How Far Can We Drive the Country to Ruin?Posted: February 14, 2016 Filed under: Uncategorized | Tags: Barack Obama, Constitution, Divisiveness, Partisan, Politics, Supreme Court Leave a comment
Justice Antonin Scalia died sometime during the night Friday, reportedly of natural causes. Whatever one thought of his very conservative view of the law — based on what is often called an “originalist” view, or one where the original words as written are the law, not what the intent might have been or changes in community standards might be — he was also reported by those who knew him to be brilliant, funny and a good friend. I extend my condolences to his family and friends who are surely reeling from the shock. Although I rarely agreed with his votes or opinions, one can still recognize his innate kindness and abilities.
Unfortunately, such understanding of individuals as individuals, and their inherent abilities, does not extend to the Republicans in the United States Senate. While one might understand the opinion of those on the campaign trail vying for the presidency — all of whom think that they will one day be president and should have the ability to appoint a Justice to the Supreme Court — I do not understand the majority leader of the Senate claiming that the president has no right to appoint a replacement for Justice Scalia. Only an hour or so after the announcement of Justice Scalia’s death, Senator Mitch McConnell (R-Ky) announced that “this vacancy should not be filled until we have a new president.” Senator Chuck Grassley (R-Iowa) echoed Senator McConnell’s call to wait until the next president is sworn in. This is significant as Senator Grassley is the Chair of the Senate Judiciary Committee and can prevent a vote on a nominee within the committee and thereby prevent the entire Senate from voting.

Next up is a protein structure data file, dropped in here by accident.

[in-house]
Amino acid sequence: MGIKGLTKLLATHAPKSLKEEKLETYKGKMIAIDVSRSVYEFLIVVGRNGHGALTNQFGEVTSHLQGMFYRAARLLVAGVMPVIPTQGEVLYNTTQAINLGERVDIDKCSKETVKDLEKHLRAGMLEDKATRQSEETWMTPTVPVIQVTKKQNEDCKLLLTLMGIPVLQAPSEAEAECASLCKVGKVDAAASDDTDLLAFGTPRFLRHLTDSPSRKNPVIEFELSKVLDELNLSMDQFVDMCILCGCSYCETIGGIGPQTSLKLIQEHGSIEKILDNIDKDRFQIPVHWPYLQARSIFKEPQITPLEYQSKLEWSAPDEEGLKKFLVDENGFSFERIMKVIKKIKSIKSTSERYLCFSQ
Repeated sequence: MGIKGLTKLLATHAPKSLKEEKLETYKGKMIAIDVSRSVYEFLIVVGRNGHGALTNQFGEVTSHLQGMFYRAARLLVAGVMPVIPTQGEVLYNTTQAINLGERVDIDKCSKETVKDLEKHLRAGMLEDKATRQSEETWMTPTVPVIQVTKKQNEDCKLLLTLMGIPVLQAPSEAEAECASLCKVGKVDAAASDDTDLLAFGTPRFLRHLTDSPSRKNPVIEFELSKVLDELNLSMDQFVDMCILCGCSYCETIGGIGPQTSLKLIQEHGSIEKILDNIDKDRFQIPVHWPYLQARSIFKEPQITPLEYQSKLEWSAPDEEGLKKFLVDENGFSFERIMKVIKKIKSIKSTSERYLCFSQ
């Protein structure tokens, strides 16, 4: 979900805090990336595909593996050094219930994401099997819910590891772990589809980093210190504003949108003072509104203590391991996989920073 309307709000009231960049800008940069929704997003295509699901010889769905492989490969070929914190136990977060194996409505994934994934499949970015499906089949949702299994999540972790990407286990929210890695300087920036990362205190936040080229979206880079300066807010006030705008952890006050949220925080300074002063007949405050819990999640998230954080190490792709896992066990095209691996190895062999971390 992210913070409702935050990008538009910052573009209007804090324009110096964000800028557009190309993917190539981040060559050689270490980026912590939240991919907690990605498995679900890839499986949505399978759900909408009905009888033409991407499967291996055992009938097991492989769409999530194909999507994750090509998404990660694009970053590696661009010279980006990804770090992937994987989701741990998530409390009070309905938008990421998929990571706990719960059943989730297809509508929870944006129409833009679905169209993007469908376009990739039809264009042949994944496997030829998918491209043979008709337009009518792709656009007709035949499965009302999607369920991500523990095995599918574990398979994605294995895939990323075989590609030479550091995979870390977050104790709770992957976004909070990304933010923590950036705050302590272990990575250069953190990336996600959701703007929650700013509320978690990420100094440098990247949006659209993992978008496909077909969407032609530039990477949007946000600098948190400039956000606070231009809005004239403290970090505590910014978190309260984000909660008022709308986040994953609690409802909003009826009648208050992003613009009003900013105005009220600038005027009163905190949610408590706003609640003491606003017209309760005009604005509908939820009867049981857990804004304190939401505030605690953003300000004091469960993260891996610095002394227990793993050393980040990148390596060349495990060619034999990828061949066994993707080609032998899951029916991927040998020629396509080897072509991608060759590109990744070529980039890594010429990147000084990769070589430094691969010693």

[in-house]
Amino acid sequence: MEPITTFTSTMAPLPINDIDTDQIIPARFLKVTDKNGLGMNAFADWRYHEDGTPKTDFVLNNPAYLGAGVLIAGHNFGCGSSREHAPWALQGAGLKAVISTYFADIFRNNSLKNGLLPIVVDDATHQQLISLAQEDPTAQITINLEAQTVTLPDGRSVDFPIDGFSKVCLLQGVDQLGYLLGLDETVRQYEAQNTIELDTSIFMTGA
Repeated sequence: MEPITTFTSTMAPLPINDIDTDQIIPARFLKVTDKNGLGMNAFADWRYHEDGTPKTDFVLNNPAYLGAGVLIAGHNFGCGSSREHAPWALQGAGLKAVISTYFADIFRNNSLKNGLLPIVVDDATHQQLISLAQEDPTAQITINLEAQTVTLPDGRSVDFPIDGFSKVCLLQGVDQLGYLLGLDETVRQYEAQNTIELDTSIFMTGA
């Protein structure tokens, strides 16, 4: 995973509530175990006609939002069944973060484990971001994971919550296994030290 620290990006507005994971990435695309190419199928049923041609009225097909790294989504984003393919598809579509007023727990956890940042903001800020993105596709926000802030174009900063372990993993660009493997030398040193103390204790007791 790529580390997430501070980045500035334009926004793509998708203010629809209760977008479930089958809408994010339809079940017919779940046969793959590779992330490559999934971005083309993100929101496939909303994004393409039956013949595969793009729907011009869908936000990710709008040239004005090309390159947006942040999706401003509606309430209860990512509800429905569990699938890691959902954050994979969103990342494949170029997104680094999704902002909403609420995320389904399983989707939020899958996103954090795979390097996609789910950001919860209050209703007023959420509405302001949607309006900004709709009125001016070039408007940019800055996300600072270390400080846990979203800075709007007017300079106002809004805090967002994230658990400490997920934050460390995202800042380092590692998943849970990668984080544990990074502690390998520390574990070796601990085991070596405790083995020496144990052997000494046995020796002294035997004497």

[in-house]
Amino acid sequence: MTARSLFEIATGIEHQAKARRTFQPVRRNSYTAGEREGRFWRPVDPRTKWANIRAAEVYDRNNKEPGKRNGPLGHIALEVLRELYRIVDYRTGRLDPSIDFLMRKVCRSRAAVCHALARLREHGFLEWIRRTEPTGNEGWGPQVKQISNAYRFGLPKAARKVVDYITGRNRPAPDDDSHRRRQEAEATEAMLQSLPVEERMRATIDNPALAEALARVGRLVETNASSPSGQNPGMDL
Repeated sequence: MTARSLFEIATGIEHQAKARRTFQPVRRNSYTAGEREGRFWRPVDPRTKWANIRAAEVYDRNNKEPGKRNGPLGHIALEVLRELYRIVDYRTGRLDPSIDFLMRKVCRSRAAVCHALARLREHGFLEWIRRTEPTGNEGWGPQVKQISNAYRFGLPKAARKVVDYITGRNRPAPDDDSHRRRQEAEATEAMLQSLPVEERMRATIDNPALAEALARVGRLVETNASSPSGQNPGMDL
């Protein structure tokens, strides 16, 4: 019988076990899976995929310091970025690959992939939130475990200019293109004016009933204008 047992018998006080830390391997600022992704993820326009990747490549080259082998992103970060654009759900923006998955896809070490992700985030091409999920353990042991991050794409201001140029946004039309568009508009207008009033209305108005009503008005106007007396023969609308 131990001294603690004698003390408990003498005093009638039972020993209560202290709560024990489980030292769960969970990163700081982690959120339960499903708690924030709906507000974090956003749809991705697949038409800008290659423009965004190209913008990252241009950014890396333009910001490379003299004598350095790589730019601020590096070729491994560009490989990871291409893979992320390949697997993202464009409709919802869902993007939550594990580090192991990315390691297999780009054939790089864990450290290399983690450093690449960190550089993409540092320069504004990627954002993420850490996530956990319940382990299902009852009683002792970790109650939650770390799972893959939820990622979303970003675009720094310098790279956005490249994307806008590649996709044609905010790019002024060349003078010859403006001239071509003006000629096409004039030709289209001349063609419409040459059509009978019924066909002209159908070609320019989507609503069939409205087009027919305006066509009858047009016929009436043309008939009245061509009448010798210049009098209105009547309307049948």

I point out that a divided Senate confirmed Ronald Reagan’s nomination of then U.S. Court of Appeals Judge Scalia to the Supreme Court by a vote of 98-0. Things were not perfect in the Senate then, but it was still the era where if a nominee was eminently qualified, like them or not, the president’s pick was his pick.
This unprecedented and outrageous stunt announced by Senators McConnell and Grassley has many ramifications and probable consequences. One can only surmise that the personal animosity towards President Obama is so strong, that all of those Senate Republicans who espouse following the Constitution as their guiding light seem to have missed the part about the Supreme Court.
First, let’s simply look at the calendar. If a new president knew exactly who his or her nominee was going to be and announced it the day that he/she is sworn in as president on 20 January 2017, and assuming the modern average of about 67 days for confirmation hearings and votes, we would still not have a new Justice until roughly the end of March or early April 2017. About 13 or 14 months from now! Talk about the slow wheels of the legislative process. It is also unprecedented in our nation’s modern history. Not to mention that it leaves many important cases coming before the court this year susceptible to a 4-4 tie vote. More on that later. If this happened in September, then it might be reasonable to wait, but it is only mid-February, with about a year left in office for President Obama. Is he to do nothing until next January? Does he have no right to execute his office under the Constitution? It would be unprecedented for a sitting president to abdicate his Constitutional powers to the demands of the legislative body and turn over his power to appoint justices to the Senate. The Senate’s job is to “advise and consent” to presidential nominees, not to hijack presidential powers. Let them work with the White House and see if there is a compromise candidate for the court. Let each branch do what it is designed to do. Senator McConnell and other Republicans argue that elections have consequences. I agree. We elected President Obama to do a job. Twice. He should do it.